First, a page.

If batterers were truly out of control, as many claim to be during violent incidents, there would be many more domestic violence homicides. In fact, many batterers do control their violence, abusing their victims in less visible places on their bodies, such as under the hairline or on the torso. Furthermore, researchers have found that relationship violence occurs in cycles (see below), and every episode is preceded by a predictable, repeated pattern of behavior and decisions made by the batterer.
Relationship violence does not occur in same-sex relationships.
A major barrier to recognizing abuse in same-sex couples is that domestic violence has traditionally been portrayed as a heterosexual issue with male perpetrators and female victims. A report by the National Coalition of Anti-Violence Projects found that one in four partners in same-sex relationships will experience relationship violence in his or her lifetime.
What are the signs of relationship violence?
If you believe you may be in an abusive relationship, here are some questions to ask yourself:
- Have you ever been physically hurt, such as being kicked, pushed, choked or punched by your partner or ex-partner?
- Has your partner ever used the threat of hurting you or people you care about to get you to do something?
- Has your partner ever abused or injured your pets?
- Has your partner ever destroyed your property?
- Has your partner ever tried to keep you from seeing your family, friends, or from doing other things that are important to you?
- Do you feel like you are being controlled or isolated by your partner? For instance, does your partner control your money, transportation, activities or social contacts?
- Have you ever been forced by your partner to have sex when you did not want to or to have unsafe sex?
- Is your partner jealous and always questioning whether you are faithful?
- Does your partner regularly insult you or blame you for things that you cannot control?
- Are you afraid of your partner?
If you believe that you may be an abusive partner, here are some questions to ask yourself:
- Do you feel jealous often? Are you jealous of other people in your partner’s life?
- Do you often question her/him about her/his whereabouts, phone calls or conversations?
- Do you feel you have the right to tell your partner what to do, who to talk to, where to go, what to wear?
- Do you have difficulty controlling your anger in front of your partner? For instance, have you broken, punched, or thrown things around when you are angry?
- Do you blame others for your problems or feelings?
- Have you grabbed, pushed, kicked, or put your partner down with offensive language?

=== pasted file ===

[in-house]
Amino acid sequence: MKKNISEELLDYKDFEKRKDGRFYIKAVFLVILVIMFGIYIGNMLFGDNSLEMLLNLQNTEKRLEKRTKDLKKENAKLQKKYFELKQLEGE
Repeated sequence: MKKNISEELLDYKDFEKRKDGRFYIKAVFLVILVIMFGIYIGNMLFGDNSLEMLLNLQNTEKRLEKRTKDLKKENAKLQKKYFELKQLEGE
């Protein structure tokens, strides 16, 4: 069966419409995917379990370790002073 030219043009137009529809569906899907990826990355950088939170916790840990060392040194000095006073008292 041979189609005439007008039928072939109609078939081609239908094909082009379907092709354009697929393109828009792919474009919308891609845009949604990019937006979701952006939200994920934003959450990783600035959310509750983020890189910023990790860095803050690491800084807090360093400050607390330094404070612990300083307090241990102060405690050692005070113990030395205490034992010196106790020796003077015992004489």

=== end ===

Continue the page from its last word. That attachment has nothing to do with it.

- If you hurt your partner do you blame her/him?
- Do you make excuses for your reactions?
There are signs of relationship violence that observers might see in a relative or friend who is in an abusive relationship.
- Being prone to accidents or being repeatedly injured.
- Having injuries that could not be caused unintentionally or that do not match the story of what happened to cause them.
- Having injuries on many different parts of the body, such as the face, throat, neck, chest, abdomen or genitals.
- Having bruises, burns or wounds that are shaped like teeth, hands, belts, cigarette tips or that look like the injured person has a glove or sock on (from having a hand or foot placed in boiling water).
- Having wounds in various states of healing.
- Often seeking medical help or, conversely, waiting to seek or not seeking medical help even for serious injuries.
- Showing signs of depression.
- Using alcohol or other drugs.
- Attempting suicide.
What are the health effects of relationship violence?
The affects of relationship can be far-reaching and longstanding. Besides the obvious physical injuries, relationship violence can lead to depression, anxiety, panic attacks, substance abuse and post-traumatic stress disorder. Abuse may also trigger suicide attempts or psychotic episodes.
If you know someone who is being abused, you can help.
Here are some tips:
- Listen to them without judging
- Help them to realize that what is happening is not normal
- Help them to talk to trusted adults to get help
- Help them to develop a safety plan
- If they are able to break off the relationship, continue to be supportive once they are alone
If you are in an unhealthy relationship:
- Talk to a counselor
- Take a self defense class
- Make a safety plan
- Keep a support network of friends and family that you can talk to about the abuse
- Document the abuse. When possible take pictures of bruises, scratches, etc.
- Make sure your residence is safe
- Make sure that anyone else who may be affected by the abuse knows about the violence (e.g., parents, employer, school, etc.).
If you have a friend who is abusive:
- Help you friend to focus on how their behavior makes other people feel
- Talk to them about the serious effects of their on their partner
- Make it clear that they are responsible for their behavior
- Express that you think non-violent behavior is okay
For further information and resources:
To report an assault:
Community Police - 911
University Police Department (UPD) - 805-756-2281
For confidential counseling:
Cal Poly Counseling Services - 805-756-2511
Confidential Campus Support:
- Referrals, Crisis Intervention 1-800-549-4499
Women’s Resource Center - SLO
- Counseling/Referrals - 805-544-9313
District Attorney Victim/Witness Assistance Center
- Case Support/Referrals - 805-781-5821
Domestic Violence Temporary Restraining Order (TRO) Clinic
- Referrals/Assistance - 805-781-5821
National Domestic Violence Hotline